Society: ASCEMain Category: CivilSub Category: Water Supply & ControlEra: 1910-1919DateCreated: 1919Lake FreewayMilwaukeeState: WIZip: 53207Country: USAWebsite: http://www.asce.org/Project/Milwaukee-Metropolitan-Sewage-Treatment-Plant/

This was America's first large-scale activated sludge plant. The successful operation of Milwaukee's sewage treatment plant led the way for many other American municipalities to adopt its methods of efficient environmental recycling.

Prior to 1925, sewage and industrial waste from the City of Milwaukee and its suburbs (then population 500,000) was discharged to the Milwaukee, Menomonee, and Kinnickinnic rivers, which converge in Milwaukee and flow together through a single outlet into Lake Michigan.

YearAdded:
1974
Image Credit: Public Domain (National Park Service)Image Caption: Milwaukee Metropolitan Sewage Treatment PlantEra_date_from: 1919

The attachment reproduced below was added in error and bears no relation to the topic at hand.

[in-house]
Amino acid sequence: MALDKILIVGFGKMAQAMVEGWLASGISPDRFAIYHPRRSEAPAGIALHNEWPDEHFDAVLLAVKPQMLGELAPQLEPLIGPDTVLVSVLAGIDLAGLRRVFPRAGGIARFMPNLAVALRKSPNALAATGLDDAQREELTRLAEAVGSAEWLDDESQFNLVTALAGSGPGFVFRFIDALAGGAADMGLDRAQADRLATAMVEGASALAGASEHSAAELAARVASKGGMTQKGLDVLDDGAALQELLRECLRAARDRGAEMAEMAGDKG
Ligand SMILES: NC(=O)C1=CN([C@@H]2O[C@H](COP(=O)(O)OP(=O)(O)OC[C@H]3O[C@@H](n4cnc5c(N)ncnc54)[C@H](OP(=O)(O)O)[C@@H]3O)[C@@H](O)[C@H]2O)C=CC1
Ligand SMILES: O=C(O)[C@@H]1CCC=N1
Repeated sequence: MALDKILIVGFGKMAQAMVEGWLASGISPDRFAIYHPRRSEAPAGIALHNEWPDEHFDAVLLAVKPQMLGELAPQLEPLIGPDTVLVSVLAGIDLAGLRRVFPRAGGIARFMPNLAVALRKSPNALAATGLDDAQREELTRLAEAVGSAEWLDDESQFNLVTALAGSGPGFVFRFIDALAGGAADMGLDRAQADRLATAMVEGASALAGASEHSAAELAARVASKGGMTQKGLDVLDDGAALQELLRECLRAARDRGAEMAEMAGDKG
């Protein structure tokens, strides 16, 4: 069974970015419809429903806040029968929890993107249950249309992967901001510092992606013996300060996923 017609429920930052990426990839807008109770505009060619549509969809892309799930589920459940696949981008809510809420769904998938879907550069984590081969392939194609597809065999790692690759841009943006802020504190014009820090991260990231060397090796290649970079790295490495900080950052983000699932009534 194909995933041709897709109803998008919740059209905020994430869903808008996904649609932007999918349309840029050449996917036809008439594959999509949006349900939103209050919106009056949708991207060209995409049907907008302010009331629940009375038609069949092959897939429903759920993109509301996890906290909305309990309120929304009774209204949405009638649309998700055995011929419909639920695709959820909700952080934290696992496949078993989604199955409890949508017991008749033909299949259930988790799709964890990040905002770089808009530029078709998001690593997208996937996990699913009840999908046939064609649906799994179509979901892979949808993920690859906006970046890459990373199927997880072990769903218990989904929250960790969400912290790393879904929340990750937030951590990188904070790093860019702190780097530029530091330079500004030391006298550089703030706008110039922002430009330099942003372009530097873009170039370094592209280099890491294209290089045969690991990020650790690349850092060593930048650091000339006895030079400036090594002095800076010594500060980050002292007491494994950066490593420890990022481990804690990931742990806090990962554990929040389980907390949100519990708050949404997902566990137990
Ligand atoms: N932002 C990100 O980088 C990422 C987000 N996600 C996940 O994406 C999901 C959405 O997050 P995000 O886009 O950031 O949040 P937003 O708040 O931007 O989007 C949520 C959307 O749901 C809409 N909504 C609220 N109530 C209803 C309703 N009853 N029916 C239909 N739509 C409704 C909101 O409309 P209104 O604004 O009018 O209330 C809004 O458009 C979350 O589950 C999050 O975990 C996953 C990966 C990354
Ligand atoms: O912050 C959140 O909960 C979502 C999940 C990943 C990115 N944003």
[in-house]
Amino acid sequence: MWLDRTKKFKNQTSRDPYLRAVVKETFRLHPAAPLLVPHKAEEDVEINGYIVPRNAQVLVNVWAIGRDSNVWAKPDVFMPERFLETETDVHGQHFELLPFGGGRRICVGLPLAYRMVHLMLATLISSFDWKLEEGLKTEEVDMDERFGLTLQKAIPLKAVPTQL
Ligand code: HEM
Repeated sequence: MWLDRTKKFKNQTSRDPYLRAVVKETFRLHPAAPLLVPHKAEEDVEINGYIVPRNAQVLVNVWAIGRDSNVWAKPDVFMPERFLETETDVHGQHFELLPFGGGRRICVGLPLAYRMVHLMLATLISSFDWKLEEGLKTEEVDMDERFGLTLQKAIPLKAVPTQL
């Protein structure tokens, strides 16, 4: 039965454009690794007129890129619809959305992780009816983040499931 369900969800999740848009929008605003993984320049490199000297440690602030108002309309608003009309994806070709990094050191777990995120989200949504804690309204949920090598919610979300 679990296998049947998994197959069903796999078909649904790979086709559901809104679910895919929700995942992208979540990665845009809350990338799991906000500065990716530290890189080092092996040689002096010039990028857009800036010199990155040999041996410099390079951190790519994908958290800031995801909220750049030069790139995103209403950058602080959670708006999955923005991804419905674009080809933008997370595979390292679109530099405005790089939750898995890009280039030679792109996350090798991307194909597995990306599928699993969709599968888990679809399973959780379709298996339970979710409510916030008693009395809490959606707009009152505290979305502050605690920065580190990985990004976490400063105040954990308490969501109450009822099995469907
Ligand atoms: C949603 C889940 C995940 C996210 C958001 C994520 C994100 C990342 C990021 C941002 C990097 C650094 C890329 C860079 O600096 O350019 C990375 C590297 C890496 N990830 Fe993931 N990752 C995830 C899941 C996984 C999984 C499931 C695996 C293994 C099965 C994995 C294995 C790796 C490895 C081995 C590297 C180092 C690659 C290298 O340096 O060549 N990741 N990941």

Goldfields Water Supply
Society: ASCEMain Category: CivilSub Category: Water Supply & ControlEra: 1900-1909DateCreated: 1903LOT 2714 Goldfields HwyKalgoorlieState: W AustZip: 6430Country: AustraliaWebsite: http://www.asce.org/Project/Goldfields-Water-Supply/Creator: Hodgson, Thomas C. , O'Connor, Charles Yelverton

Originally known as the Coolgardie Goldfields Water Supply Scheme, the Goldfields Water Supply, Western Australia, has exceptional and unique cultural significance for Australia.  Western Australia's first Premier, the dynamic and visionary Sir John Forrest, recognized the need for this extraordinary project to support the young and burgeoning gold mining industry in the dry interior of the state.  In 1896 he directed C Y O'Connor, the colony's first Engineer-in-Chief, to find a permanent solution to the water supply problem in the area, which lacked any permanent surface water supplies and